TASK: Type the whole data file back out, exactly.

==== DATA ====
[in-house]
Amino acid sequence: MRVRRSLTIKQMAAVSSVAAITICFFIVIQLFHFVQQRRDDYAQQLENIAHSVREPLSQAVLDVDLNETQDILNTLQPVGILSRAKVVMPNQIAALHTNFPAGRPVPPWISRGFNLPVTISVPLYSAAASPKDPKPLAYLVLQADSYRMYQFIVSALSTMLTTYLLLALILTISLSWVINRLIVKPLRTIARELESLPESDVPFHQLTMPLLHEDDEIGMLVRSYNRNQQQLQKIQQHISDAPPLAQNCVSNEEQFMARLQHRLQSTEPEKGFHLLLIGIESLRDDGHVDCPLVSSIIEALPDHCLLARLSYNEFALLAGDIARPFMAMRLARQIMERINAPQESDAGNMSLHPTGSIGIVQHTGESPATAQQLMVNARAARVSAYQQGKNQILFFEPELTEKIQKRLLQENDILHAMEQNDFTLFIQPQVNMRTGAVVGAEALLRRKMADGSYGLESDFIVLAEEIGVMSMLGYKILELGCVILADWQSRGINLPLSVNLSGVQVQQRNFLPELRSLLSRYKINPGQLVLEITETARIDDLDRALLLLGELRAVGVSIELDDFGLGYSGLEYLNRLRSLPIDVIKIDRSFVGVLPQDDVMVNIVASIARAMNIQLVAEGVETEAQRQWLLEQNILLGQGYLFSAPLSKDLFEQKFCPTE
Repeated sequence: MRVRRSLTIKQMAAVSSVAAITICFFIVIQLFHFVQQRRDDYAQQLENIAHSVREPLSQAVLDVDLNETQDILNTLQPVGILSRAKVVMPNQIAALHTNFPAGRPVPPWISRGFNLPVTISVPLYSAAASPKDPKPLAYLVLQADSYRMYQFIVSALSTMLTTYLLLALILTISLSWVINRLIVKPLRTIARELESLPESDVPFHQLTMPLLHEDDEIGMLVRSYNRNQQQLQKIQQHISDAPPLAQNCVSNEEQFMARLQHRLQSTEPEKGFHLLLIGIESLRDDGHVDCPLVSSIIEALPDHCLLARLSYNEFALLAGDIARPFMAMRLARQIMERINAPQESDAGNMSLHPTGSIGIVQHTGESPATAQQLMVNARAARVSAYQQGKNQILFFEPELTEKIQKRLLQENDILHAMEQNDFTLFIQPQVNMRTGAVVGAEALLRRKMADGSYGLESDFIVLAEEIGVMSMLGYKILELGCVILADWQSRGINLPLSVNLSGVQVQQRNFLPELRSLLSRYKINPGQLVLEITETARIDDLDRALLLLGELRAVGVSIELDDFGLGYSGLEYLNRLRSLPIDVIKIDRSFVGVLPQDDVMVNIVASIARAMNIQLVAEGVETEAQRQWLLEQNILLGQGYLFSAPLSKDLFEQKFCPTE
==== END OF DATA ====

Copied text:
[in-house]
Amino acid sequence: MRVRRSLTIKQMAAVSSVAAITICFFIVIQLFHFVQQRRDDYAQQLENIAHSVREPLSQAVLDVDLNETQDILNTLQPVGILSRAKVVMPNQIAALHTNFPAGRPVPPWISRGFNLPVTISVPLYSAAASPKDPKPLAYLVLQADSYRMYQFIVSALSTMLTTYLLLALILTISLSWVINRLIVKPLRTIARELESLPESDVPFHQLTMPLLHEDDEIGMLVRSYNRNQQQLQKIQQHISDAPPLAQNCVSNEEQFMARLQHRLQSTEPEKGFHLLLIGIESLRDDGHVDCPLVSSIIEALPDHCLLARLSYNEFALLAGDIARPFMAMRLARQIMERINAPQESDAGNMSLHPTGSIGIVQHTGESPATAQQLMVNARAARVSAYQQGKNQILFFEPELTEKIQKRLLQENDILHAMEQNDFTLFIQPQVNMRTGAVVGAEALLRRKMADGSYGLESDFIVLAEEIGVMSMLGYKILELGCVILADWQSRGINLPLSVNLSGVQVQQRNFLPELRSLLSRYKINPGQLVLEITETARIDDLDRALLLLGELRAVGVSIELDDFGLGYSGLEYLNRLRSLPIDVIKIDRSFVGVLPQDDVMVNIVASIARAMNIQLVAEGVETEAQRQWLLEQNILLGQGYLFSAPLSKDLFEQKFCPTE
Repeated sequence: MRVRRSLTIKQMAAVSSVAAITICFFIVIQLFHFVQQRRDDYAQQLENIAHSVREPLSQAVLDVDLNETQDILNTLQPVGILSRAKVVMPNQIAALHTNFPAGRPVPPWISRGFNLPVTISVPLYSAAASPKDPKPLAYLVLQADSYRMYQFIVSALSTMLTTYLLLALILTISLSWVINRLIVKPLRTIARELESLPESDVPFHQLTMPLLHEDDEIGMLVRSYNRNQQQLQKIQQHISDAPPLAQNCVSNEEQFMARLQHRLQSTEPEKGFHLLLIGIESLRDDGHVDCPLVSSIIEALPDHCLLARLSYNEFALLAGDIARPFMAMRLARQIMERINAPQESDAGNMSLHPTGSIGIVQHTGESPATAQQLMVNARAARVSAYQQGKNQILFFEPELTEKIQKRLLQENDILHAMEQNDFTLFIQPQVNMRTGAVVGAEALLRRKMADGSYGLESDFIVLAEEIGVMSMLGYKILELGCVILADWQSRGINLPLSVNLSGVQVQQRNFLPELRSLLSRYKINPGQLVLEITETARIDDLDRALLLLGELRAVGVSIELDDFGLGYSGLEYLNRLRSLPIDVIKIDRSFVGVLPQDDVMVNIVASIARAMNIQLVAEGVETEAQRQWLLEQNILLGQGYLFSAPLSKDLFEQKFCPTE